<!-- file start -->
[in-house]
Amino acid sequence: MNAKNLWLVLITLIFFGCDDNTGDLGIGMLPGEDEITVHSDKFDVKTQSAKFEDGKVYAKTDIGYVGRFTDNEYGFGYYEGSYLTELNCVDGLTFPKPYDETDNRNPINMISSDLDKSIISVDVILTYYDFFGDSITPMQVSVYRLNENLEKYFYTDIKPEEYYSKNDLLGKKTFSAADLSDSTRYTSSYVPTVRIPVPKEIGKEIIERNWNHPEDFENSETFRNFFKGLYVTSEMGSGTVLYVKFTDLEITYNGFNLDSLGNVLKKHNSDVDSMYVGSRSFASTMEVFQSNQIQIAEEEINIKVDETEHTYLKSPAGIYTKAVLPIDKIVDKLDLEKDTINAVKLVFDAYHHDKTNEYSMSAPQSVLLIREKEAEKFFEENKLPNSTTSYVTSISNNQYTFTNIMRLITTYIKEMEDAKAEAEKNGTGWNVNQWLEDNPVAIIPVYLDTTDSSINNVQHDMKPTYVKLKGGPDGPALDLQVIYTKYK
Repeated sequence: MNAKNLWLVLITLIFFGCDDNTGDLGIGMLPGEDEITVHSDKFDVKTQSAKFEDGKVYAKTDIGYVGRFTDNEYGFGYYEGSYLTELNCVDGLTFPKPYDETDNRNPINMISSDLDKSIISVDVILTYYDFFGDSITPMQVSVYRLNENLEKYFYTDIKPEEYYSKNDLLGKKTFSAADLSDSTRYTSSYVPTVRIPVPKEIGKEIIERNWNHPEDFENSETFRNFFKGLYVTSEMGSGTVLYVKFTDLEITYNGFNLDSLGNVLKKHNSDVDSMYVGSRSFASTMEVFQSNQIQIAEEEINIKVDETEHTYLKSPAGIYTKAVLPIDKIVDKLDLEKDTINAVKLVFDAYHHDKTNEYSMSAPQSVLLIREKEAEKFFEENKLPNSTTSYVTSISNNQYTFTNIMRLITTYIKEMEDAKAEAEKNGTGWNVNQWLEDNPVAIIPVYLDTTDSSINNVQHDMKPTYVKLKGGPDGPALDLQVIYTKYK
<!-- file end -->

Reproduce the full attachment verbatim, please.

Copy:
[in-house]
Amino acid sequence: MNAKNLWLVLITLIFFGCDDNTGDLGIGMLPGEDEITVHSDKFDVKTQSAKFEDGKVYAKTDIGYVGRFTDNEYGFGYYEGSYLTELNCVDGLTFPKPYDETDNRNPINMISSDLDKSIISVDVILTYYDFFGDSITPMQVSVYRLNENLEKYFYTDIKPEEYYSKNDLLGKKTFSAADLSDSTRYTSSYVPTVRIPVPKEIGKEIIERNWNHPEDFENSETFRNFFKGLYVTSEMGSGTVLYVKFTDLEITYNGFNLDSLGNVLKKHNSDVDSMYVGSRSFASTMEVFQSNQIQIAEEEINIKVDETEHTYLKSPAGIYTKAVLPIDKIVDKLDLEKDTINAVKLVFDAYHHDKTNEYSMSAPQSVLLIREKEAEKFFEENKLPNSTTSYVTSISNNQYTFTNIMRLITTYIKEMEDAKAEAEKNGTGWNVNQWLEDNPVAIIPVYLDTTDSSINNVQHDMKPTYVKLKGGPDGPALDLQVIYTKYK
Repeated sequence: MNAKNLWLVLITLIFFGCDDNTGDLGIGMLPGEDEITVHSDKFDVKTQSAKFEDGKVYAKTDIGYVGRFTDNEYGFGYYEGSYLTELNCVDGLTFPKPYDETDNRNPINMISSDLDKSIISVDVILTYYDFFGDSITPMQVSVYRLNENLEKYFYTDIKPEEYYSKNDLLGKKTFSAADLSDSTRYTSSYVPTVRIPVPKEIGKEIIERNWNHPEDFENSETFRNFFKGLYVTSEMGSGTVLYVKFTDLEITYNGFNLDSLGNVLKKHNSDVDSMYVGSRSFASTMEVFQSNQIQIAEEEINIKVDETEHTYLKSPAGIYTKAVLPIDKIVDKLDLEKDTINAVKLVFDAYHHDKTNEYSMSAPQSVLLIREKEAEKFFEENKLPNSTTSYVTSISNNQYTFTNIMRLITTYIKEMEDAKAEAEKNGTGWNVNQWLEDNPVAIIPVYLDTTDSSINNVQHDMKPTYVKLKGGPDGPALDLQVIYTKYK